Number of legitimate comments? 9.
Number of spam comments? I don’t know. I’ve manually deleted about a hundred over the year, but WordPress’ spam filter catches a dozen or more per day.
I can’t get WordPress to show individual post stats beyond the past two days (*sigh*), but, simply by sampling my stats page, my most popular post, by far, is last December’s Webshots and Flickr: A (possibly) more thorough analysis.
Similarly, from my own sampling of my stats page, the most popular search term that leads to a pageview, is…. sex. It wasn’t until a month after I titled by blog that I realized I could guess the consequences. I’m probably also penalized by Google et al. Maybe it’s time for a name change.
My dismal Technorati rank is 838,064. (This is the first time I’ve checked my rank.)
My lesson is: post more. post better. link more. link better. and blogger, promote thyself.
September 9, 2006
Ajaxian points to an article on a so-called “Live Filter” pattern (if the original article‘s site is down, see the Google cache).
The definition from the article:
We propose that for many problem domains, the basic concept of filtering is now much more appropriate than searching. With a search, you start off with nothing and potentially end up with nothing. Counter to this approach is filtering, where we present everything available, and then encourage the user to progressively remove what they do not need. Using Ajax to provide immediate feedback, we can display the number of results a user can expect to see if they were to submit their query at this moment.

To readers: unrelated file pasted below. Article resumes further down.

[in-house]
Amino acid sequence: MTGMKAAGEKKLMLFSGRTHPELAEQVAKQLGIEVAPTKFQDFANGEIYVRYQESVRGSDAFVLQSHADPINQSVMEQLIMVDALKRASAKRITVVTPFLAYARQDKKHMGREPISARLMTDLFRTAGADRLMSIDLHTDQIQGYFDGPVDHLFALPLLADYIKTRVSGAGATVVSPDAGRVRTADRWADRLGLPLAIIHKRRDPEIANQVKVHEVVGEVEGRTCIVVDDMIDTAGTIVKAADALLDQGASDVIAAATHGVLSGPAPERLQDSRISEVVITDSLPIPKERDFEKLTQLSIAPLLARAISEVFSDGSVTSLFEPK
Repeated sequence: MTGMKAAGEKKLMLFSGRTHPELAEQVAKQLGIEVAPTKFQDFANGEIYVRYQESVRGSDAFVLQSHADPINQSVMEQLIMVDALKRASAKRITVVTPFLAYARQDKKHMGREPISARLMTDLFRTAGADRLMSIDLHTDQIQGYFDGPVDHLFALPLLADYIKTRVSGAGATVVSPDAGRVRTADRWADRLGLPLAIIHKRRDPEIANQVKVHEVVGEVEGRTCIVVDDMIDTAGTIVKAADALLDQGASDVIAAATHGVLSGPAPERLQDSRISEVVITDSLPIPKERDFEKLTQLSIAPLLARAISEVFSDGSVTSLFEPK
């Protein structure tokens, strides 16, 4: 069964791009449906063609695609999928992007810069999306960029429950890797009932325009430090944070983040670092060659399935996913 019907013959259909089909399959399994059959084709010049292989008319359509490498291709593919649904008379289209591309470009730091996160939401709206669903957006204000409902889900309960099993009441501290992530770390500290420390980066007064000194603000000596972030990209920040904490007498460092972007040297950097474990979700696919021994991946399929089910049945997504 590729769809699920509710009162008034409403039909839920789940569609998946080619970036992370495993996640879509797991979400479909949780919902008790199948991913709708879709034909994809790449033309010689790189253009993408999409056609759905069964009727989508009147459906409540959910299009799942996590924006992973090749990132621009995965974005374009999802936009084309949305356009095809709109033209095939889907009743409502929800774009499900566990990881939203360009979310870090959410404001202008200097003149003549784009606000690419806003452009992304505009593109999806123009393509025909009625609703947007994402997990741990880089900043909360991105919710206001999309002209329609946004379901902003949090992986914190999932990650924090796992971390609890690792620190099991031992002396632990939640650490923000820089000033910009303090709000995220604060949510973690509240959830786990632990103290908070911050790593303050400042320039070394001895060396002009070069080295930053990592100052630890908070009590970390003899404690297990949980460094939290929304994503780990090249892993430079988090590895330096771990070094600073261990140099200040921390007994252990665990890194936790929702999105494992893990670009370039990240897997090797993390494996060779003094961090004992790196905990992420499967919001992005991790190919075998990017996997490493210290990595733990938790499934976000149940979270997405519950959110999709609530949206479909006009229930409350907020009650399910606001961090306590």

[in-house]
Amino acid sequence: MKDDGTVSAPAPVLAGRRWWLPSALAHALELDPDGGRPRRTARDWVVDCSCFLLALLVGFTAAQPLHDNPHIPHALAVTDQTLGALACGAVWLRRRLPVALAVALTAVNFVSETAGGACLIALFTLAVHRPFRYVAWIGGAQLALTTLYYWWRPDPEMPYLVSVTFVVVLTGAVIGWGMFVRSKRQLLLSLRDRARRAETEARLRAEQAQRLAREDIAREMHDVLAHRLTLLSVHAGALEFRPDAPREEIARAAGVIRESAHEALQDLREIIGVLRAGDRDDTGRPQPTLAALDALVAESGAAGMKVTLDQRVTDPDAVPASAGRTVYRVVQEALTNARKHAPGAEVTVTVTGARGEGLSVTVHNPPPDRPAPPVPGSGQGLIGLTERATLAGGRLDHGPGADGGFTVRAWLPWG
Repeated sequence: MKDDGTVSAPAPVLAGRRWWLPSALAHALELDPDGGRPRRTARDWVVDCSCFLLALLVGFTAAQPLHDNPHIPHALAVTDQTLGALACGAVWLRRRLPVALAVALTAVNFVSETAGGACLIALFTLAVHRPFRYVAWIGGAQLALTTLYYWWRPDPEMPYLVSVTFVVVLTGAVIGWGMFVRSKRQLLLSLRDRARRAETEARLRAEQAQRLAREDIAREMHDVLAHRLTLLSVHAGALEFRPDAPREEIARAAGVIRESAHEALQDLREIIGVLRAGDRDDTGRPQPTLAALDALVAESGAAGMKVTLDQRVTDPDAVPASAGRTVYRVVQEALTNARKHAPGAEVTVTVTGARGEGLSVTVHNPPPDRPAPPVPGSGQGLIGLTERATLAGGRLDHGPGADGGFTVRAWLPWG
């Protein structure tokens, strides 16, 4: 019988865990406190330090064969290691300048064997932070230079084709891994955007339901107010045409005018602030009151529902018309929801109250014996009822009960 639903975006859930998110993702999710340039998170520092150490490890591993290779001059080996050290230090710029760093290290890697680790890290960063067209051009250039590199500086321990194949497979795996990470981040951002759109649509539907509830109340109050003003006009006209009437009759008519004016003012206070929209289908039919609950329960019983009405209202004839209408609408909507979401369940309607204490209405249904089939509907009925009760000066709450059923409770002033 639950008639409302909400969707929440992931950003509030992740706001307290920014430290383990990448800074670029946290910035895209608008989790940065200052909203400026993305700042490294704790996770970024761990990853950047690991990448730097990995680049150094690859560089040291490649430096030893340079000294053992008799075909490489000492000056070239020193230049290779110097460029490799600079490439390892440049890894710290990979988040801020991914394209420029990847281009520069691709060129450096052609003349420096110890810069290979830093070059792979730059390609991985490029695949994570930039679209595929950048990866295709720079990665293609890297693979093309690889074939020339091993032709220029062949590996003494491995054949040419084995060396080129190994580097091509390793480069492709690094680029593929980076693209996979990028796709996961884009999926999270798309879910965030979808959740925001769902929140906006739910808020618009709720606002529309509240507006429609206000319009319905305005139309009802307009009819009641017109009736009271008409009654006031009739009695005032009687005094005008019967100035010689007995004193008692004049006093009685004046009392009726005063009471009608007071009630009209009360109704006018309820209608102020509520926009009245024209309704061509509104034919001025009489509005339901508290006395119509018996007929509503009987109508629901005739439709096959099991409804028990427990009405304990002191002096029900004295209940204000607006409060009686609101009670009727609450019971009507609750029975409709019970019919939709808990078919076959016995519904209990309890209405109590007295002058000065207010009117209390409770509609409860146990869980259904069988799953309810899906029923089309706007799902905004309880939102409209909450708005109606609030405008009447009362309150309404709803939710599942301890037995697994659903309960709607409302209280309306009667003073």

The original article goes into many details about how it’s implemented underneath, and there is a Live Filter demo available.
This seems very much like a solution in need of a problem. For example, nowhere in the article is there a mention of faceted searching/navigation. It’s unclear why faceted searching did not meet the author’s needs, or why the concept of filtering should be thought unique in 2006. In all, it looks a bit like an excuse to promote AJAX and, especially, Ruby on Rails.